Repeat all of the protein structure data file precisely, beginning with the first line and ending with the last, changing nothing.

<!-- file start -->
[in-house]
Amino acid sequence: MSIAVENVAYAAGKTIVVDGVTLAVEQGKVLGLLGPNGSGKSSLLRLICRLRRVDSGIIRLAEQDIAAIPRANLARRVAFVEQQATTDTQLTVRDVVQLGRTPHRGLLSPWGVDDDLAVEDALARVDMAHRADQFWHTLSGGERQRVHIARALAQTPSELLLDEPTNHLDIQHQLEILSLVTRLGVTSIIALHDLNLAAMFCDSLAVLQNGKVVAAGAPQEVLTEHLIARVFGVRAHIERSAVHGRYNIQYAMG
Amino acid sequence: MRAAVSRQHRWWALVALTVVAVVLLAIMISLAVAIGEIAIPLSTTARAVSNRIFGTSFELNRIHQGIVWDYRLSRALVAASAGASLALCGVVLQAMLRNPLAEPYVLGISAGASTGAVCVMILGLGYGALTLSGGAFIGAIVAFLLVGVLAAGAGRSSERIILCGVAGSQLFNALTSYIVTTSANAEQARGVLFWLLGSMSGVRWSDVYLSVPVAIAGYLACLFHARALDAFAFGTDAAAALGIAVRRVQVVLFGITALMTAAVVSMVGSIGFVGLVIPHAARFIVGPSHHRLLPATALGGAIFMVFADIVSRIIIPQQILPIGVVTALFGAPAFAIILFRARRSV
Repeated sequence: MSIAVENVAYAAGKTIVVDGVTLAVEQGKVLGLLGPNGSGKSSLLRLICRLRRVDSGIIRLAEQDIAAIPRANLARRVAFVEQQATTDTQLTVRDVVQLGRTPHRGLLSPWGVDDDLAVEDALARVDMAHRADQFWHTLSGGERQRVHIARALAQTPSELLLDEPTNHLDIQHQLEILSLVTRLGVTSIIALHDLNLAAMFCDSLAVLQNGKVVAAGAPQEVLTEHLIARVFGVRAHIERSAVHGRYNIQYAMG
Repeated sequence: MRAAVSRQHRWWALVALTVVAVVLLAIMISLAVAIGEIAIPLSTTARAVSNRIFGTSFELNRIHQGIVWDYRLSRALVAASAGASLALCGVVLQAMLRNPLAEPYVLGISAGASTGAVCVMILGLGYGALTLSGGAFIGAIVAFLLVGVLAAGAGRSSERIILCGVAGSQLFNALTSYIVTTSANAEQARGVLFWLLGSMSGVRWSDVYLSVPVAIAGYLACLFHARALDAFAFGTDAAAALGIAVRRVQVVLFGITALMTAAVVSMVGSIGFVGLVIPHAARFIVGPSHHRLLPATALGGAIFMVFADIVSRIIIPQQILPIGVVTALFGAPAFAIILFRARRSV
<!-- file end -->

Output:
[in-house]
Amino acid sequence: MSIAVENVAYAAGKTIVVDGVTLAVEQGKVLGLLGPNGSGKSSLLRLICRLRRVDSGIIRLAEQDIAAIPRANLARRVAFVEQQATTDTQLTVRDVVQLGRTPHRGLLSPWGVDDDLAVEDALARVDMAHRADQFWHTLSGGERQRVHIARALAQTPSELLLDEPTNHLDIQHQLEILSLVTRLGVTSIIALHDLNLAAMFCDSLAVLQNGKVVAAGAPQEVLTEHLIARVFGVRAHIERSAVHGRYNIQYAMG
Amino acid sequence: MRAAVSRQHRWWALVALTVVAVVLLAIMISLAVAIGEIAIPLSTTARAVSNRIFGTSFELNRIHQGIVWDYRLSRALVAASAGASLALCGVVLQAMLRNPLAEPYVLGISAGASTGAVCVMILGLGYGALTLSGGAFIGAIVAFLLVGVLAAGAGRSSERIILCGVAGSQLFNALTSYIVTTSANAEQARGVLFWLLGSMSGVRWSDVYLSVPVAIAGYLACLFHARALDAFAFGTDAAAALGIAVRRVQVVLFGITALMTAAVVSMVGSIGFVGLVIPHAARFIVGPSHHRLLPATALGGAIFMVFADIVSRIIIPQQILPIGVVTALFGAPAFAIILFRARRSV
Repeated sequence: MSIAVENVAYAAGKTIVVDGVTLAVEQGKVLGLLGPNGSGKSSLLRLICRLRRVDSGIIRLAEQDIAAIPRANLARRVAFVEQQATTDTQLTVRDVVQLGRTPHRGLLSPWGVDDDLAVEDALARVDMAHRADQFWHTLSGGERQRVHIARALAQTPSELLLDEPTNHLDIQHQLEILSLVTRLGVTSIIALHDLNLAAMFCDSLAVLQNGKVVAAGAPQEVLTEHLIARVFGVRAHIERSAVHGRYNIQYAMG
Repeated sequence: MRAAVSRQHRWWALVALTVVAVVLLAIMISLAVAIGEIAIPLSTTARAVSNRIFGTSFELNRIHQGIVWDYRLSRALVAASAGASLALCGVVLQAMLRNPLAEPYVLGISAGASTGAVCVMILGLGYGALTLSGGAFIGAIVAFLLVGVLAAGAGRSSERIILCGVAGSQLFNALTSYIVTTSANAEQARGVLFWLLGSMSGVRWSDVYLSVPVAIAGYLACLFHARALDAFAFGTDAAAALGIAVRRVQVVLFGITALMTAAVVSMVGSIGFVGLVIPHAARFIVGPSHHRLLPATALGGAIFMVFADIVSRIIIPQQILPIGVVTALFGAPAFAIILFRARRSV